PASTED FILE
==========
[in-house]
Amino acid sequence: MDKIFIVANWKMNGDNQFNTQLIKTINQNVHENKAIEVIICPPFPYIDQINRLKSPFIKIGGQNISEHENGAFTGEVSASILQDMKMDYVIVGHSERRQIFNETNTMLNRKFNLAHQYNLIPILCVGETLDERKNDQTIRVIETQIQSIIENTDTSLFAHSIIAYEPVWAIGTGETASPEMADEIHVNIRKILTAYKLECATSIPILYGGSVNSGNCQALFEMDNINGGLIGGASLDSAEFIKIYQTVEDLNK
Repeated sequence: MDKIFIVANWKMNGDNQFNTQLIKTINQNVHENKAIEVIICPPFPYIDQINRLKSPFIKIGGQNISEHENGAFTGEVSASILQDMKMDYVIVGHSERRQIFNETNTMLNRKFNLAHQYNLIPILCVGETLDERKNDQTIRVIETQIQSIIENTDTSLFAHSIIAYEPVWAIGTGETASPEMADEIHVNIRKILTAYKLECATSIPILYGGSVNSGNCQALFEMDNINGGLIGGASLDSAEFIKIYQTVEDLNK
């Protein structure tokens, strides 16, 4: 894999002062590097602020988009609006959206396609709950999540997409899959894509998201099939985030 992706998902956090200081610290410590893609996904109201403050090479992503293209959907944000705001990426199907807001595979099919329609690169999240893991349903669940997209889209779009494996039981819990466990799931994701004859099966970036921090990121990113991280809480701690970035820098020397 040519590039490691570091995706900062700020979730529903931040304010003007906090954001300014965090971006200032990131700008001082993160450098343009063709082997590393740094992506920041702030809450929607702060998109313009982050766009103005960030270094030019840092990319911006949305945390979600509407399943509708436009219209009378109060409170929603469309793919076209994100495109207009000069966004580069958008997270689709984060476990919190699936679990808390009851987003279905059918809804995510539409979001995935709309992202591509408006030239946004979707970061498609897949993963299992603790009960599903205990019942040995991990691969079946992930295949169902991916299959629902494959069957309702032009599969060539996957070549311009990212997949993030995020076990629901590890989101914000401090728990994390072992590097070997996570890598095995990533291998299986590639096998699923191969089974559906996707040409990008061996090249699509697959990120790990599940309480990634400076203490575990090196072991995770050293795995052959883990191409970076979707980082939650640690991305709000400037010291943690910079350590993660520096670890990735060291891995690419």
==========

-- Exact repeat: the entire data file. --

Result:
[in-house]
Amino acid sequence: MDKIFIVANWKMNGDNQFNTQLIKTINQNVHENKAIEVIICPPFPYIDQINRLKSPFIKIGGQNISEHENGAFTGEVSASILQDMKMDYVIVGHSERRQIFNETNTMLNRKFNLAHQYNLIPILCVGETLDERKNDQTIRVIETQIQSIIENTDTSLFAHSIIAYEPVWAIGTGETASPEMADEIHVNIRKILTAYKLECATSIPILYGGSVNSGNCQALFEMDNINGGLIGGASLDSAEFIKIYQTVEDLNK
Repeated sequence: MDKIFIVANWKMNGDNQFNTQLIKTINQNVHENKAIEVIICPPFPYIDQINRLKSPFIKIGGQNISEHENGAFTGEVSASILQDMKMDYVIVGHSERRQIFNETNTMLNRKFNLAHQYNLIPILCVGETLDERKNDQTIRVIETQIQSIIENTDTSLFAHSIIAYEPVWAIGTGETASPEMADEIHVNIRKILTAYKLECATSIPILYGGSVNSGNCQALFEMDNINGGLIGGASLDSAEFIKIYQTVEDLNK
């Protein structure tokens, strides 16, 4: 894999002062590097602020988009609006959206396609709950999540997409899959894509998201099939985030 992706998902956090200081610290410590893609996904109201403050090479992503293209959907944000705001990426199907807001595979099919329609690169999240893991349903669940997209889209779009494996039981819990466990799931994701004859099966970036921090990121990113991280809480701690970035820098020397 040519590039490691570091995706900062700020979730529903931040304010003007906090954001300014965090971006200032990131700008001082993160450098343009063709082997590393740094992506920041702030809450929607702060998109313009982050766009103005960030270094030019840092990319911006949305945390979600509407399943509708436009219209009378109060409170929603469309793919076209994100495109207009000069966004580069958008997270689709984060476990919190699936679990808390009851987003279905059918809804995510539409979001995935709309992202591509408006030239946004979707970061498609897949993963299992603790009960599903205990019942040995991990691969079946992930295949169902991916299959629902494959069957309702032009599969060539996957070549311009990212997949993030995020076990629901590890989101914000401090728990994390072992590097070997996570890598095995990533291998299986590639096998699923191969089974559906996707040409990008061996090249699509697959990120790990599940309480990634400076203490575990090196072991995770050293795995052959883990191409970076979707980082939650640690991305709000400037010291943690910079350590993660520096670890990735060291891995690419």